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Managing climate risk

Boards should factor in the potential impact on the insurance industry when they consider the impact of climate change.

type
Article
author
By Marsh
date
31 Jan 2020
read time
2 min to read
Managing climate risk

Underlying the growing pressures for boards to be climate-competent is the question: how resilient is the organisation to the impacts of climate change?

Globally, organisations and boards are grappling with answering the question of how climate change will affect them.

The question is being raised with greater frequency and urgency due to pressure from investors, regulators, customers, supply-chain partners and competitors.

While climate change is on boards’ agendas, there are many challenges to understanding the risks, business and financial impacts. Many organisations are simply reverting to addressing the risk in a business-as-usual way, ie by managing property and business interruption assets and losses by way of traditional insurance.

The New Zealand Government’s strategy on climate change and resilience is promoted by the Ministry for the Environment. They have made plenty of material available to highlight, and assist in understand, the issues and the likely impact on our personal and business lives. From a financial perspective, the focus is on long-term stability.

The Task Force on Climate-Related Financial Disclosures is another excellent source of material on managing climate change.

Climate risk profile

In the Regional Risks for Doing Business 2019 report (published by the World Economic Forum), countries were classified in terms of exposure to environmental, societal, geo-political, economic and technological risks. Unsurprisingly, New Zealand’s top five risks are:

  1. natural catastrophes
  2. cyberattacks
  3. failure of critical infrastructure
  4. failure of urban planning
  5. extreme weather events.

Through the sequence of earthquakes and major storm and flooding events in New Zealand over the past decade, there was a heavy reliance on insurance to assist in the recovery from these natural catastrophic events. Environmental risks feature twice in the top five risks to which entities are exposed. This signals the urgency surroundingenvironmental risks to government, business and New Zealanders in general. The causes and impacts of climate change need to be tackled.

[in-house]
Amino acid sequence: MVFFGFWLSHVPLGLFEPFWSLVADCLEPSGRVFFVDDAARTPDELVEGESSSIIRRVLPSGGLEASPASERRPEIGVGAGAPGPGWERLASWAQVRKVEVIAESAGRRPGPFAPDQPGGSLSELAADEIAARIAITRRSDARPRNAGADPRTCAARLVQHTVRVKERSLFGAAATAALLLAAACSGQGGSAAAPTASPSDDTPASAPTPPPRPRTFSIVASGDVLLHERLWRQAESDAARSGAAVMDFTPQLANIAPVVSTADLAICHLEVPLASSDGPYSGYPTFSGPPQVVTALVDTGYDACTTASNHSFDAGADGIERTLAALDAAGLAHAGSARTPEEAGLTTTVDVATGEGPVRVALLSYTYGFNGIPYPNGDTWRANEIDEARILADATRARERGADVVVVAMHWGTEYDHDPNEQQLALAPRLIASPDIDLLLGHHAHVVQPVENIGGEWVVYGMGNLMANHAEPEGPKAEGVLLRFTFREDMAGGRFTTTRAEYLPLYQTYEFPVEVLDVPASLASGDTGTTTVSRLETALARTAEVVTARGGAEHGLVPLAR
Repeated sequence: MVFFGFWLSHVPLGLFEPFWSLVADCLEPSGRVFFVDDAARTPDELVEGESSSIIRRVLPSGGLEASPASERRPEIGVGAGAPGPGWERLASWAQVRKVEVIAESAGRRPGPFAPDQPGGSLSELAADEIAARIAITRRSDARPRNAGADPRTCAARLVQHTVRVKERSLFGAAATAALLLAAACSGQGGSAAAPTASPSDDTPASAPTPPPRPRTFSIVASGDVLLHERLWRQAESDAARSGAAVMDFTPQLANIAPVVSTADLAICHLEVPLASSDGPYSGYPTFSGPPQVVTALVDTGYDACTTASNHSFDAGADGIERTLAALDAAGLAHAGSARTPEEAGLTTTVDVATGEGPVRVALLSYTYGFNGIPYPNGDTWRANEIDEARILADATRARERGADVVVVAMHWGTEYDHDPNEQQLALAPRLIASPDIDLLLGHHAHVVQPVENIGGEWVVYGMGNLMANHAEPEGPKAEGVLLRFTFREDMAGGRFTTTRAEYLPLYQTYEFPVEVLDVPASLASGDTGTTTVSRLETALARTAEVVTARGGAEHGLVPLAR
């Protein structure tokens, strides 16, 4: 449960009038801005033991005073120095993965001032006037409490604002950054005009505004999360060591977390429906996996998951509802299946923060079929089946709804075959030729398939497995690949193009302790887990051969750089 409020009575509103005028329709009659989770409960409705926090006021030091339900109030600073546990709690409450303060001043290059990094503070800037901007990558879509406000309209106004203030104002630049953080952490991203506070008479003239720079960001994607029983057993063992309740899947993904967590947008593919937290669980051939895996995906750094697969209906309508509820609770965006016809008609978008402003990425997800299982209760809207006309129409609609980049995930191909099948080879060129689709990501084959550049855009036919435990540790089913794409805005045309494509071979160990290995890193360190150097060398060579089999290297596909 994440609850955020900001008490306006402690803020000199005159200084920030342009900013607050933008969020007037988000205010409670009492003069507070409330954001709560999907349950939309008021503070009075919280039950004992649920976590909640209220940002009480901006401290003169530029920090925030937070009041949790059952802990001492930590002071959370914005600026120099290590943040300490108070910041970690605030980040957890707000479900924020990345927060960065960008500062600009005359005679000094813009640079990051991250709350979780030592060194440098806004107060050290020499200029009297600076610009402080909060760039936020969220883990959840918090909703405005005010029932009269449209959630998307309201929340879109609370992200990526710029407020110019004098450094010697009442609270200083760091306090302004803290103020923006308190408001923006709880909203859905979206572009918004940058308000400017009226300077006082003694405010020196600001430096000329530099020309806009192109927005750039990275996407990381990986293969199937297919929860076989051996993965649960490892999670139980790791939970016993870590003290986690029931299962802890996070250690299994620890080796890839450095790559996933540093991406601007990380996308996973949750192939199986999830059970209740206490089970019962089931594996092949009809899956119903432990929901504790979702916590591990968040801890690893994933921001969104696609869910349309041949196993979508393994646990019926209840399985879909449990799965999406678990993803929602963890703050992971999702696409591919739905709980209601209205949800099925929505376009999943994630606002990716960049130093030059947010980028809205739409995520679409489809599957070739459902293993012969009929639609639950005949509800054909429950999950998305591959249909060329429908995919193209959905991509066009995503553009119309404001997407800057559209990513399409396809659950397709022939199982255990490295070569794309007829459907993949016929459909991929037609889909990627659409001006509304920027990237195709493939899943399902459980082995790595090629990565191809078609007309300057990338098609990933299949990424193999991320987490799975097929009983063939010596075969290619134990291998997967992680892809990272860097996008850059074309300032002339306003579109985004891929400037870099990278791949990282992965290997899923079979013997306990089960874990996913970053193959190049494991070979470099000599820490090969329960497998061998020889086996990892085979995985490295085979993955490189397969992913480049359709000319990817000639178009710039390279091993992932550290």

While natural catastrophe insurance is still available, insurers globally are monitoring events very closely. It is easy to conclude that as natural catastrophe events continue to become more relevant in terms of frequency severity, insurers will, at some point, restrict or remove cover, for what they are starting to view as high frequency and severity inevitable events.

During 2017 and 2018, there were more than 17 major events here in New Zealand alone, with the total insurances costs running as high as NZ$500m. This amount does not include uninsured losses or costs borne by local and central government.

This trend is causing businesses and home owners to reflect on their insurability. There are some key issues that need to be considered:

  • Will insurers continue of offer cover for loss/damage caused by (the more predictable) effects of climate change?
  • If so, will the cover be affordable?
  • What about the financial impact of business interruption?
  • Will directors and officers become more exposed, if their companies fail or elect not to secure full insurance coverage?
  • What is the role of local and central government, from a loss mitigation and post loss recovery perspective?
  • Will there be any central funding (e.g. similar to that available from EQC)?
  • What role of banks and financial institutions play?

This article is featured in Boardroon issue December January 2020 

For more information, contact Steve Walsh, chief client officer at Marsh New Zealand.

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